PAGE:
If your total eligible medical expenses for the year exceed 7.5 percent of your adjusted gross income, you may be able to take the amount of your LTCI policy premium as a deduction on your federal income tax return.
However, note that only certain LTCI policies qualify.
What Is Long-Term Care Insurance, and Do I Need It?
Long-term care insurance helps you cover costs for services you will likely need as you grow older, such as nursing home care or home health care.
According to LongTermCare.gov, U.S. seniors aged 65 today face a nearly 70 percent chance of requiring some form of long-term care later in life. In fact, almost a fifth of them will need it for more than five years.
Policies for this type of insurance can vary dramatically. Most will provide you with between $2,000 and $10,000 in funds each month, with premiums costing up to $5,000 a year. The younger you are when you purchase LTCI, the less pricey your annual premiums will generally be.
Keep in mind, too, that the average prices for long-term care have skyrocketed over time. For example, a private room in a nursing home will currently cost you more than $9,000 a month on average.
Unless you have very significant wealth, paying for LTCI may be well worth the cost, given how quickly long-term care can drain your retirement savings.
Can I Deduct My Long-Term Care Insurance Premium?
As mentioned above, only certain LTCI policies are tax-deductible. If your LTCI policy is considered “qualified” for tax deductibility, your total eligible medical expenses (including your LTCI policy premium) for the year also need to exceed 7.5 percent of your adjusted gross income in order you to be able to deduct your premium.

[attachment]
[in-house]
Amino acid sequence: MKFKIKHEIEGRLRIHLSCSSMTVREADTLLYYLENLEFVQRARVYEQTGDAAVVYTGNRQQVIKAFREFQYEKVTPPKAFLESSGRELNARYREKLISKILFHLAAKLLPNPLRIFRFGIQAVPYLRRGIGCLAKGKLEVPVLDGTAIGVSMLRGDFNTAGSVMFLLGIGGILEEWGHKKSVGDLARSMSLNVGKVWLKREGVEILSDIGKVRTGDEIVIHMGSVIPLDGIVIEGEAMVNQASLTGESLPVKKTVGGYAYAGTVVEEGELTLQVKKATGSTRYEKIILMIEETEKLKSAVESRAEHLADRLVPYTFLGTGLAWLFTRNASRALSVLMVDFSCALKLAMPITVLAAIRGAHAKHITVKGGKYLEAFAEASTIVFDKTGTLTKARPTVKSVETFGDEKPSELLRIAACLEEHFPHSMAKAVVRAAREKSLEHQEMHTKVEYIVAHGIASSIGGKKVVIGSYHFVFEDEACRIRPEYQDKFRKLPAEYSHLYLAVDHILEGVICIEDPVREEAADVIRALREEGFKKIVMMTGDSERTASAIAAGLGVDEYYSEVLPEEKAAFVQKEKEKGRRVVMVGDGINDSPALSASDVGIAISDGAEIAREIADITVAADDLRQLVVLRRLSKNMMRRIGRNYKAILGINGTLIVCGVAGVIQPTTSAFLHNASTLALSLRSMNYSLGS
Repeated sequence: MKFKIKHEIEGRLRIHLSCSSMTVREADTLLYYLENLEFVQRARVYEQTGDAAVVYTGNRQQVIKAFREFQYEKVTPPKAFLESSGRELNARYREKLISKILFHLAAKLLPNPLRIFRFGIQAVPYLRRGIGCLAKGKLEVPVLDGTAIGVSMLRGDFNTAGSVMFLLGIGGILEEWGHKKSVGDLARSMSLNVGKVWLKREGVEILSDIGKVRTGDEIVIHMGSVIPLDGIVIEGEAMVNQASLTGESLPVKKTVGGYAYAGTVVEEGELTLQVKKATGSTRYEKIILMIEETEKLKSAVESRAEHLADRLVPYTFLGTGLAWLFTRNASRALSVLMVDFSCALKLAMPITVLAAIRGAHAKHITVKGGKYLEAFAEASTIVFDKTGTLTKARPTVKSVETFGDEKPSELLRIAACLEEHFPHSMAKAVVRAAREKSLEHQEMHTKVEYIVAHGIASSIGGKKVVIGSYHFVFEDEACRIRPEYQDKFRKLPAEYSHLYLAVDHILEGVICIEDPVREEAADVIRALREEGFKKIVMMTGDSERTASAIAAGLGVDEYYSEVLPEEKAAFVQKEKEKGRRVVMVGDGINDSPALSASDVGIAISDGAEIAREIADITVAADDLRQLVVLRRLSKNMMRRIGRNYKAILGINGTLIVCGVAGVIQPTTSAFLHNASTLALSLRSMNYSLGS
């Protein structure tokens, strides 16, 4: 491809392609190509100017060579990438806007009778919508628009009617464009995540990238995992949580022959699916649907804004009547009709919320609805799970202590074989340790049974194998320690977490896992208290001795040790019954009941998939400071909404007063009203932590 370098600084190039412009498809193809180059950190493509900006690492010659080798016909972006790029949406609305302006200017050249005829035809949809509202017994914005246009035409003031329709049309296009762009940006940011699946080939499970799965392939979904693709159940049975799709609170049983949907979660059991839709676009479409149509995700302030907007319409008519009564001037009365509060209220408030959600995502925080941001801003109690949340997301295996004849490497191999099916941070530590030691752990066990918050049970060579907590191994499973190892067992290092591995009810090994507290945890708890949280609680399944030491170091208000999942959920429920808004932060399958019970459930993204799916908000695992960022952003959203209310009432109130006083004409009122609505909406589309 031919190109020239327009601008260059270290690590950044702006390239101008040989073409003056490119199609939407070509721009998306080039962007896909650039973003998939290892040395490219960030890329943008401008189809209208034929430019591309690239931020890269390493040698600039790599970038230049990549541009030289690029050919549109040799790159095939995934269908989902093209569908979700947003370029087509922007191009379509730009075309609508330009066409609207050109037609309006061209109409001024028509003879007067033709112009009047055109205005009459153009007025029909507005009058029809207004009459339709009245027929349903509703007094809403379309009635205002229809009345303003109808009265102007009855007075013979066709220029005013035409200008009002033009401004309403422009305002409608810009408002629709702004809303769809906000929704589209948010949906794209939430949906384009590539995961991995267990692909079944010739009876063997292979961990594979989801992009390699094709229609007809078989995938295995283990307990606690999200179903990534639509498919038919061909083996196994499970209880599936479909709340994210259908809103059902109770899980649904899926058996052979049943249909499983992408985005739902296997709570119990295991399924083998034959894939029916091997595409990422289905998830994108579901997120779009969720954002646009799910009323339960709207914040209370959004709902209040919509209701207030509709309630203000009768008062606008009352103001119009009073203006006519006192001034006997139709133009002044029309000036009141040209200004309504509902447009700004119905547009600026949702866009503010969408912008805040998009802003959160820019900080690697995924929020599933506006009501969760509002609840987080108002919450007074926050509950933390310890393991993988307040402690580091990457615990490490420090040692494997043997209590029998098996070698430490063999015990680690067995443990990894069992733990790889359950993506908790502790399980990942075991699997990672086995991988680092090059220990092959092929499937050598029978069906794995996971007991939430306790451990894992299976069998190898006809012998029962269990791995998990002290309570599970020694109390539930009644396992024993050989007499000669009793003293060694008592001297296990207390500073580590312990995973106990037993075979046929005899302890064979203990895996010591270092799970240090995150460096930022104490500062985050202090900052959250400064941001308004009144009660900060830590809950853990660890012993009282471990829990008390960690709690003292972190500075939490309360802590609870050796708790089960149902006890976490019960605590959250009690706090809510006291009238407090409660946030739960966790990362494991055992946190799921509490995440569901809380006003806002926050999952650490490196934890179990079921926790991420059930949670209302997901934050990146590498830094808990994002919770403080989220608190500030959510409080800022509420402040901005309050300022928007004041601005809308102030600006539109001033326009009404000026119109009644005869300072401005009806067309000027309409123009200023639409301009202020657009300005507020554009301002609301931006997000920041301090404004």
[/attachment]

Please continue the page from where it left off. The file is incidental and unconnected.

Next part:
In addition, you are limited in how large a premium you can deduct. Read more about these caveats below:
1. Tax-Qualified Policies – To qualify for tax deductibility, your LTCI policy is required to meet specific rules, as outlined by the National Association of Insurance Commissioners (NAIC).
If you purchased your policy before January 1, 1997, it is likely qualified. (Double-check with your insurance broker or their state’s insurance commission.)
Policies purchased on or after January 1, 1997, have to meet a number of federal standards. Learn more about these standards on Page 9 of the NAIC’s Shopper’s Guide to Long-Term Care Insurance, available in PDF format.
2. Deduction Limits – The limit on your deduction depends on your age at year’s end. The IRS annually issues adjustments to these limits; it increased the 2023 tax-deductible limits by about 6 percent since 2022.
Note that if your annual premium amount for 2023 exceeds the limit provided in the list that follows, it will not be considered a medical expense:
Attained age before the close of the taxable year
- Age 40 or under - $480 (up from $450)
- Age 41 to 50 - $890 (up from $850)
- Age 51 to 60 - $1,790 (up from $1,690)
- Age 61 to 70 - $4,770 (up from $4,510)
- Age 71 and over - $5,960 (up from $5,640)
3. Other Caveats
- If you are self-employed, you can take the amount of the policy premium as a deduction if you made a net profit. Your medical expenses do not necessarily need to have exceeded 7.5 percent of your income.
- Most hybrid life insurance policies are typically ineligible for tax deductions.
- Note as well that benefits from per diem or indemnity policies, which pay a predetermined amount each day, are not included in income except amounts that exceed the beneficiary’s total qualified long-term care expenses or $420 per day (for 2023), whichever is greater.
For further details on these and other inflation adjustments, access the complete PDF from the IRS website.
To get an idea of how much long-term care may cost you, consider visiting Genworth’s Cost of Care online tool to calculate the cost of care where you live.